Dealer inventory stands at 35 days on average, according to Cox, but some brands are faring better than others.
For example, all four of GM's brands have a higher-than-average days' supply, helping the automaker win the sales race last quarter. Toyota's supply is one of the lowest, around 20 days.
"They're losing some ground this quarter, and it seems likely that their tight supply situation is having a much bigger impact than before," Charlie Chesbrough, senior economist at Cox Automotive, told reporters last week.
Coinciding with its return to the top of the U.S. market, GM plans to hold 95,000 vehicles awaiting parts. The automaker won't allow dealers to sell those vehicles — or any other vehicle — before arriving at the store, a change in policy that went into effect July 1 after customers who bought vehicles before taking delivery were required to start their payments potentially months before seeing the vehicle.
Consumers are facing inflationary pressure and near-record fuel prices. But if the U.S. economy enters a recession, the auto industry is unlikely to take a significant hit, analysts say.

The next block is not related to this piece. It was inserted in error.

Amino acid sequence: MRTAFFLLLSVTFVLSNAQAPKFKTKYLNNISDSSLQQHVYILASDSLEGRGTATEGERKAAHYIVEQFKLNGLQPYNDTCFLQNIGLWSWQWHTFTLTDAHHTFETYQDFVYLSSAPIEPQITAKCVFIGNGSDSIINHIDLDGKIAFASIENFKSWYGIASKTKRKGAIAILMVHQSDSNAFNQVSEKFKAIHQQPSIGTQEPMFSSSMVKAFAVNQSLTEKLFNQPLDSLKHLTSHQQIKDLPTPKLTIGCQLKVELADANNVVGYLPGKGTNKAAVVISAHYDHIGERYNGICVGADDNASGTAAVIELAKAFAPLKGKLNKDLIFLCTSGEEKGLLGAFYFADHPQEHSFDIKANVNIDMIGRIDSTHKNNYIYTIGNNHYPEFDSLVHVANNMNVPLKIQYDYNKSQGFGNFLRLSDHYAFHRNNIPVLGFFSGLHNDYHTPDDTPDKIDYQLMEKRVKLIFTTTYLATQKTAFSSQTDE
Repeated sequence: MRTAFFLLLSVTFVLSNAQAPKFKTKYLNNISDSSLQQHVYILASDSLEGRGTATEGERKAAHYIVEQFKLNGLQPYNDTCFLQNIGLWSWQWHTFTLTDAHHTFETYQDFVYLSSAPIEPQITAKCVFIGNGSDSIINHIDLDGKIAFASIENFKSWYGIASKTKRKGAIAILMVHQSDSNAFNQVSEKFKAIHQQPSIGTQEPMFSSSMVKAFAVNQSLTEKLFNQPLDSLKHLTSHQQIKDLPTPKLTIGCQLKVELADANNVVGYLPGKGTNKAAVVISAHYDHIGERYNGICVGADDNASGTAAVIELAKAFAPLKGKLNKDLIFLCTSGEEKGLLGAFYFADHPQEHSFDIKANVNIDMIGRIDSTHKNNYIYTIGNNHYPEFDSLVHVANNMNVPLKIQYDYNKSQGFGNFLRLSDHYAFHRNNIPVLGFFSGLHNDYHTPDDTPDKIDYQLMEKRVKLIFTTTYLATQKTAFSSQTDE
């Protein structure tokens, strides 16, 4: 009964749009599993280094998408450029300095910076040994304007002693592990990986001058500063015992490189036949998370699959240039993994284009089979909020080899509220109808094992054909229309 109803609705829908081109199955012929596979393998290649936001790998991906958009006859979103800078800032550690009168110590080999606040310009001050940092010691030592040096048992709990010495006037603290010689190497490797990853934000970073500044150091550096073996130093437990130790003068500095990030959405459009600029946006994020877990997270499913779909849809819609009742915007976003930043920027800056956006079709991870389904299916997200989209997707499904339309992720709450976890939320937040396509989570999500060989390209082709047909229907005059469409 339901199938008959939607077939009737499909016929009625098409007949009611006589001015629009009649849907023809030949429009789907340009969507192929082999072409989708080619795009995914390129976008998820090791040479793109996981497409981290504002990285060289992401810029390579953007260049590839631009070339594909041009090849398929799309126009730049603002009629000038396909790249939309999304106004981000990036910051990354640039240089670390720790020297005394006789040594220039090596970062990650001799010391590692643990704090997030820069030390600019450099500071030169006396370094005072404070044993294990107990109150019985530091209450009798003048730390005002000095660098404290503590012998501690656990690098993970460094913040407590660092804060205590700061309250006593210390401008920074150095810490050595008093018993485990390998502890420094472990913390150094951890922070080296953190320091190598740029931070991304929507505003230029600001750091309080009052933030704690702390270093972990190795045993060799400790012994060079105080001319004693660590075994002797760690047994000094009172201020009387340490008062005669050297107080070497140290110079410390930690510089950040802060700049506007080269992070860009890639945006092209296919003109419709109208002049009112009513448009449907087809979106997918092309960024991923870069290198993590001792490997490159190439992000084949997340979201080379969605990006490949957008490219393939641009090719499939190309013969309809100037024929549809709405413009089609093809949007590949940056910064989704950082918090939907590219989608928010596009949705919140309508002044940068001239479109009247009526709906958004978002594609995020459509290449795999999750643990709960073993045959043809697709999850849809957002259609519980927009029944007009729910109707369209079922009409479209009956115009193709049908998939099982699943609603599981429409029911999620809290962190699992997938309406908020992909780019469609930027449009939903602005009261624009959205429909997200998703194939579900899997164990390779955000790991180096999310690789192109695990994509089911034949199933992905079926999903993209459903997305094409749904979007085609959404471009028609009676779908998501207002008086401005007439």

"Sales are already at recessionary levels, so our vehicle market would be falling off of a curve rather than falling off of a cliff like in a normal recession," Chesbrough said.
Demand remains high as many consumers wait months for their vehicles. About 40 percent of inventory is turning within five days of arriving at dealerships, according to J.D. Power.
Production could improve between September and November, said Tyson Jominy, J.D. Power's vice president of data and analytics. Still, "we won't see an improvement in inventory even as we expect an improvement in production [because of] pent-up demand, consumers waiting for their vehicle," Jominy said. "Vehicles will continue to turn it at these record paces that we've been seeing."
Larry P. Vellequette contributed to this report.